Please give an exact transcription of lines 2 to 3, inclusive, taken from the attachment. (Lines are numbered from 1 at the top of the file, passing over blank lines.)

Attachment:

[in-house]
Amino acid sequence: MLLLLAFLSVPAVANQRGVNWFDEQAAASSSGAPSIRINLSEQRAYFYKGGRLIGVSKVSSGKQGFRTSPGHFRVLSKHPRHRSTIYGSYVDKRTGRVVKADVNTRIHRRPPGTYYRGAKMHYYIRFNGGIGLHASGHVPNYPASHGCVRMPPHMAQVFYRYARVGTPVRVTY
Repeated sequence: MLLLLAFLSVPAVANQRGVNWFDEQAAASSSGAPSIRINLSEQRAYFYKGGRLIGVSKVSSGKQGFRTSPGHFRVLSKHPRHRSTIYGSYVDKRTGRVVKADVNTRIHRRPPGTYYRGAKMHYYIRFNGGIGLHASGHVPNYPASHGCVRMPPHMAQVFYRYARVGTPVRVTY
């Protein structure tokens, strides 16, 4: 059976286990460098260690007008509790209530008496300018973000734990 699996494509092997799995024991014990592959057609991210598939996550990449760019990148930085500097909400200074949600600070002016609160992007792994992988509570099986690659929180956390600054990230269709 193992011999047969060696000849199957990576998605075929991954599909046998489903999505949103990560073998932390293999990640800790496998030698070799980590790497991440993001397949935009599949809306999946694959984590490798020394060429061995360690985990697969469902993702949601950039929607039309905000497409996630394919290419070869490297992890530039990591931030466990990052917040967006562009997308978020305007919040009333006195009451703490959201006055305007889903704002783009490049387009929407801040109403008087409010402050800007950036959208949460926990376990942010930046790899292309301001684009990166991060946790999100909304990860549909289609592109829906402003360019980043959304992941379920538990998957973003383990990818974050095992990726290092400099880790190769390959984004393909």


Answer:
Amino acid sequence: MLLLLAFLSVPAVANQRGVNWFDEQAAASSSGAPSIRINLSEQRAYFYKGGRLIGVSKVSSGKQGFRTSPGHFRVLSKHPRHRSTIYGSYVDKRTGRVVKADVNTRIHRRPPGTYYRGAKMHYYIRFNGGIGLHASGHVPNYPASHGCVRMPPHMAQVFYRYARVGTPVRVTY
Repeated sequence: MLLLLAFLSVPAVANQRGVNWFDEQAAASSSGAPSIRINLSEQRAYFYKGGRLIGVSKVSSGKQGFRTSPGHFRVLSKHPRHRSTIYGSYVDKRTGRVVKADVNTRIHRRPPGTYYRGAKMHYYIRFNGGIGLHASGHVPNYPASHGCVRMPPHMAQVFYRYARVGTPVRVTY